Document Type



Joan Chrisler

Publication Date



Perceptions of rape are often influenced by rape myths. Many people incorrectly believe that most rapes are violent, perpetrated by strangers to the victim, and result in vaginal intercourse. In order to understand how people perceive rape situations that may not follow this normative script, this research focused on two specific aspects of rape – marital status and type of sexual act. In the present study, participants were presented with a vignette that described a rape situation in which the marital status of the couple and the sexual act involved were manipulated. Participants were asked to assess the incident in terms of many factors, including the incident’s severity, the incident’s level of violence, the degree of consent, and the victim’s responsibility. They were also asked how willing they were to label the incident sexual assault and/or rape. Results indicated that there was no difference in perceptions between vignettes in which the couple had been married for 2 years and vignettes in which the couple had been in a relationship for 2 years. Results did indicate that perceptions of rape scenarios differed by sexual act, such that rapes involving vaginal and anal intercourse were perceived to be more severe and more likely to be labeled as rape and sexual assault than rapes involving forced oral sex or penetration with fingers. There were also significant correlations between participants’ evaluation of vignettes and their rape myth acceptance, sexist attitudes, belief in a just world, social dominance orientation, gender ideology, and traditional attitudes toward women. Public policy and social implications of these results are discussed.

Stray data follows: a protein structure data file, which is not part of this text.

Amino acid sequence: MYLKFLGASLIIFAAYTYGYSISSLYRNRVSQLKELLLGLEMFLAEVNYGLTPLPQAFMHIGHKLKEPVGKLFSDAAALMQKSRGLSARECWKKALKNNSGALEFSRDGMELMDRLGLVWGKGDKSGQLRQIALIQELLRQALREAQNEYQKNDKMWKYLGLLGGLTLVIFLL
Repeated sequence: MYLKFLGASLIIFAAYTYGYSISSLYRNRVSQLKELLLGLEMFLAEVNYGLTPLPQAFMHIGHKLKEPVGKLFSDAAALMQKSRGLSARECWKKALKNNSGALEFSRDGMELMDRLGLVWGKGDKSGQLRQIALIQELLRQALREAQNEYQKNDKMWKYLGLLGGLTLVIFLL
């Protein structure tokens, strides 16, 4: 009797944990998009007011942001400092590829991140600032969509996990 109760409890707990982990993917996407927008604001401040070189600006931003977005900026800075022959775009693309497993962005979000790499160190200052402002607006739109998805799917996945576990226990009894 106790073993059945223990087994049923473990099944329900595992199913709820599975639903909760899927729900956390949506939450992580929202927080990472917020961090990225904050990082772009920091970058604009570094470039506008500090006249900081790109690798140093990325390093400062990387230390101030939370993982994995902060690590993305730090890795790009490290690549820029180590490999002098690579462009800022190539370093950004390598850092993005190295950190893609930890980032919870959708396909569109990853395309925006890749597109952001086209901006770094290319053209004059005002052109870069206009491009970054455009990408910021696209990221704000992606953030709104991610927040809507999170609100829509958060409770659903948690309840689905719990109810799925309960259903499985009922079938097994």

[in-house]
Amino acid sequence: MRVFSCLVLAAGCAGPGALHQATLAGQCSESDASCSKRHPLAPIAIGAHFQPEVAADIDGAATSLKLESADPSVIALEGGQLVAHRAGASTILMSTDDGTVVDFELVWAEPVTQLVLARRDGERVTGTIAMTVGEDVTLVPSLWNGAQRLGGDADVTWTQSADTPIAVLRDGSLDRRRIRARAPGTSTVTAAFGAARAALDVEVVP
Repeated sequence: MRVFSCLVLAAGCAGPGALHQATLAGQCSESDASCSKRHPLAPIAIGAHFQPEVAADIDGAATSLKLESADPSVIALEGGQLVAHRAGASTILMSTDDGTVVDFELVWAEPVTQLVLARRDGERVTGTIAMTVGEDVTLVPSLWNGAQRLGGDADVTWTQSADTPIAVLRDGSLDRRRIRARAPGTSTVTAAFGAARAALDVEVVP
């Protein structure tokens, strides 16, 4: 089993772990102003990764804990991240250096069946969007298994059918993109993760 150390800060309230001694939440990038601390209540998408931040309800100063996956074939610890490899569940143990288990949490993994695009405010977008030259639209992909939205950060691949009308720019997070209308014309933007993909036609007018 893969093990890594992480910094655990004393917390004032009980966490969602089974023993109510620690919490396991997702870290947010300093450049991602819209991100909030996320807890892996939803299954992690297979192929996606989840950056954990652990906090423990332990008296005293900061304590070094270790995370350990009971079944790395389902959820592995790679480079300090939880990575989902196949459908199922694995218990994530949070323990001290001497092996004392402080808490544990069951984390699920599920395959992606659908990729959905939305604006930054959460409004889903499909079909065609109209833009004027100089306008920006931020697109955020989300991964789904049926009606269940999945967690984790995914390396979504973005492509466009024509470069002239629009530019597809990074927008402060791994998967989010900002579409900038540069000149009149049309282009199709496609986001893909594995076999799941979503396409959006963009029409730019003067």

The views expressed in this paper are solely those of the author.